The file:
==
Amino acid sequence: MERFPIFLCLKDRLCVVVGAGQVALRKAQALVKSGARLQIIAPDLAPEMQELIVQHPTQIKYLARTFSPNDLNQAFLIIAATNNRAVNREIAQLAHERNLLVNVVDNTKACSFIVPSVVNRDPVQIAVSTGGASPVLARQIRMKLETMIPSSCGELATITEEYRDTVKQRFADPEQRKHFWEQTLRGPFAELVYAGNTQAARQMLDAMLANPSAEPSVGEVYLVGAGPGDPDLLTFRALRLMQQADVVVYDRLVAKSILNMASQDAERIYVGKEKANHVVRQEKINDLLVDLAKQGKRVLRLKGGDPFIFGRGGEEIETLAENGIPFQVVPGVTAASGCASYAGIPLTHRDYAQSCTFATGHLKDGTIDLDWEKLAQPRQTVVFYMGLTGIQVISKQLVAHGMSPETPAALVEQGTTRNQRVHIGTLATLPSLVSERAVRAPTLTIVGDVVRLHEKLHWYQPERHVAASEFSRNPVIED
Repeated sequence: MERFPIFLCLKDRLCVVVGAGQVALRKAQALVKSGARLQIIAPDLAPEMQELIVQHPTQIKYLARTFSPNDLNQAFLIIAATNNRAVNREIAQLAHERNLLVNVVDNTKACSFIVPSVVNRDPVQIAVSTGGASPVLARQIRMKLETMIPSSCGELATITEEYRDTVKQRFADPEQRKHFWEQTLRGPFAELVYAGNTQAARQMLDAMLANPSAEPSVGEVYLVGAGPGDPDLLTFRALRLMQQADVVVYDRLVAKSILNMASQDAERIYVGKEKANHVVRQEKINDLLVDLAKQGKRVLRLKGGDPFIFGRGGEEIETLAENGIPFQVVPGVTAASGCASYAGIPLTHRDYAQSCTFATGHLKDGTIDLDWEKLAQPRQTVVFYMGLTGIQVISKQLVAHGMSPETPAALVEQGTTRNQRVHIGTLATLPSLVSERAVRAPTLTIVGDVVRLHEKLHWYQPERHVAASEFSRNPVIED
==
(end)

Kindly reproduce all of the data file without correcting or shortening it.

Amino acid sequence: MERFPIFLCLKDRLCVVVGAGQVALRKAQALVKSGARLQIIAPDLAPEMQELIVQHPTQIKYLARTFSPNDLNQAFLIIAATNNRAVNREIAQLAHERNLLVNVVDNTKACSFIVPSVVNRDPVQIAVSTGGASPVLARQIRMKLETMIPSSCGELATITEEYRDTVKQRFADPEQRKHFWEQTLRGPFAELVYAGNTQAARQMLDAMLANPSAEPSVGEVYLVGAGPGDPDLLTFRALRLMQQADVVVYDRLVAKSILNMASQDAERIYVGKEKANHVVRQEKINDLLVDLAKQGKRVLRLKGGDPFIFGRGGEEIETLAENGIPFQVVPGVTAASGCASYAGIPLTHRDYAQSCTFATGHLKDGTIDLDWEKLAQPRQTVVFYMGLTGIQVISKQLVAHGMSPETPAALVEQGTTRNQRVHIGTLATLPSLVSERAVRAPTLTIVGDVVRLHEKLHWYQPERHVAASEFSRNPVIED
Repeated sequence: MERFPIFLCLKDRLCVVVGAGQVALRKAQALVKSGARLQIIAPDLAPEMQELIVQHPTQIKYLARTFSPNDLNQAFLIIAATNNRAVNREIAQLAHERNLLVNVVDNTKACSFIVPSVVNRDPVQIAVSTGGASPVLARQIRMKLETMIPSSCGELATITEEYRDTVKQRFADPEQRKHFWEQTLRGPFAELVYAGNTQAARQMLDAMLANPSAEPSVGEVYLVGAGPGDPDLLTFRALRLMQQADVVVYDRLVAKSILNMASQDAERIYVGKEKANHVVRQEKINDLLVDLAKQGKRVLRLKGGDPFIFGRGGEEIETLAENGIPFQVVPGVTAASGCASYAGIPLTHRDYAQSCTFATGHLKDGTIDLDWEKLAQPRQTVVFYMGLTGIQVISKQLVAHGMSPETPAALVEQGTTRNQRVHIGTLATLPSLVSERAVRAPTLTIVGDVVRLHEKLHWYQPERHVAASEFSRNPVIED